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Resistance (Training) Isn’t Futile

August 6, 2013
Image credit: kathrynbudig.com

Image credit: kathrynbudig.com

Dr. Michael Murray believes that muscle loss is a major predictor of future physical disability and equally significant to osteoporosis in age-related health concerns. In fact, decreased musculature can cause poor balance and an increased risk for falls and fractures. Unfortunately, it may start sooner than you think.

Muscle mass increases in childhood and peaks during the late teens through the mid-to late 20s. After that, muscle mass slowly declines. From the age of 25 to 50 the decline in muscle mass is roughly 10%. In our 50s the rate of decline is slightly accelerated, but the real decline usually begins at 60 years. By the time a person reaches the age of 80 their muscle mass is a little more than half of what it was in their 20s—unless they take strong steps to fight it.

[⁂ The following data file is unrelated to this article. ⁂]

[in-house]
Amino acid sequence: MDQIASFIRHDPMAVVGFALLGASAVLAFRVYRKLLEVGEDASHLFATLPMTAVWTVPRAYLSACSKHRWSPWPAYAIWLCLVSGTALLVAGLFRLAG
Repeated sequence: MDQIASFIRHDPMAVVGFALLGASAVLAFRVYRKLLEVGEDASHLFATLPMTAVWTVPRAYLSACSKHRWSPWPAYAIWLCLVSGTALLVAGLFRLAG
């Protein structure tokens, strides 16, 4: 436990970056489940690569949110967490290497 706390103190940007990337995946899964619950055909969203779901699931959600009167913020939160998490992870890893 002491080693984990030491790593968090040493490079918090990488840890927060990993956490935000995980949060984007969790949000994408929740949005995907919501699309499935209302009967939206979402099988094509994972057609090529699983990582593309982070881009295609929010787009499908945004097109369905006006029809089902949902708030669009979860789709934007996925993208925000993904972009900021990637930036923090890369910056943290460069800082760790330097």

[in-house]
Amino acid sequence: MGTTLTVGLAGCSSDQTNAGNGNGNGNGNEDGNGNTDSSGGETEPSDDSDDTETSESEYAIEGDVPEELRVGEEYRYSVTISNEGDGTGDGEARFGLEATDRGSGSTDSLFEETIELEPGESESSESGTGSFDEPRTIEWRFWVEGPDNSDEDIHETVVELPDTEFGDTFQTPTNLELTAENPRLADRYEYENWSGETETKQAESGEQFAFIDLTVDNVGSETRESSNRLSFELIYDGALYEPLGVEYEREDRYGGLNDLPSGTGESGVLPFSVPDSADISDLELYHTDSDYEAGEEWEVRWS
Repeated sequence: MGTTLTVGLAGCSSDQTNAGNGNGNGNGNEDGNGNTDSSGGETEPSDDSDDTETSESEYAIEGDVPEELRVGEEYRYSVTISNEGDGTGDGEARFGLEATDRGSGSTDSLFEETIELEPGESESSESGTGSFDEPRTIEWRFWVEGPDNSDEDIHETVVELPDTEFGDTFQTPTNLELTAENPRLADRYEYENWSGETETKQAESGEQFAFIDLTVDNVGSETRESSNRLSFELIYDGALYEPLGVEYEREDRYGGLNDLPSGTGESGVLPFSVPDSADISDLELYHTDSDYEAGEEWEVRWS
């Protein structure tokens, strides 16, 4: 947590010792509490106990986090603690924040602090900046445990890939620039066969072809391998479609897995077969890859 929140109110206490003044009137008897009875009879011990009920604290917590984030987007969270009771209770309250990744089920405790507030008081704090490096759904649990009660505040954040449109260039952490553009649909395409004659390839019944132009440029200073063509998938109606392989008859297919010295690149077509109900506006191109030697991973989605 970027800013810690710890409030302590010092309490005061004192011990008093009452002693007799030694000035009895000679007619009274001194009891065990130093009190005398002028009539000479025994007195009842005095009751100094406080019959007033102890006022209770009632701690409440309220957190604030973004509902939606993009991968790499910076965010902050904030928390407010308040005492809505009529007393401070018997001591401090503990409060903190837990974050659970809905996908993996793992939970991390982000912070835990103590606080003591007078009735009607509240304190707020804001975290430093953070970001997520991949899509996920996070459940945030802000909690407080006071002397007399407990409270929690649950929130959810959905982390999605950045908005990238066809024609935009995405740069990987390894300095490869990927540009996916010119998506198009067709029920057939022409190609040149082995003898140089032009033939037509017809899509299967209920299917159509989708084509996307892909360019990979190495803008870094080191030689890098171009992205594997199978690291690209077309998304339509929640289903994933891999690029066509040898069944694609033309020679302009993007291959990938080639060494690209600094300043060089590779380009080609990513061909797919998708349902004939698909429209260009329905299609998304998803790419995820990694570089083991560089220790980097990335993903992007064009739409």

Luckily for us, weight bearing exercise like rigorous yoga postures can help to combat the loss, as well as strengthen our hearts and increase fat burn.

Click here for more information and tips on how to prevent age-related muscle loss.

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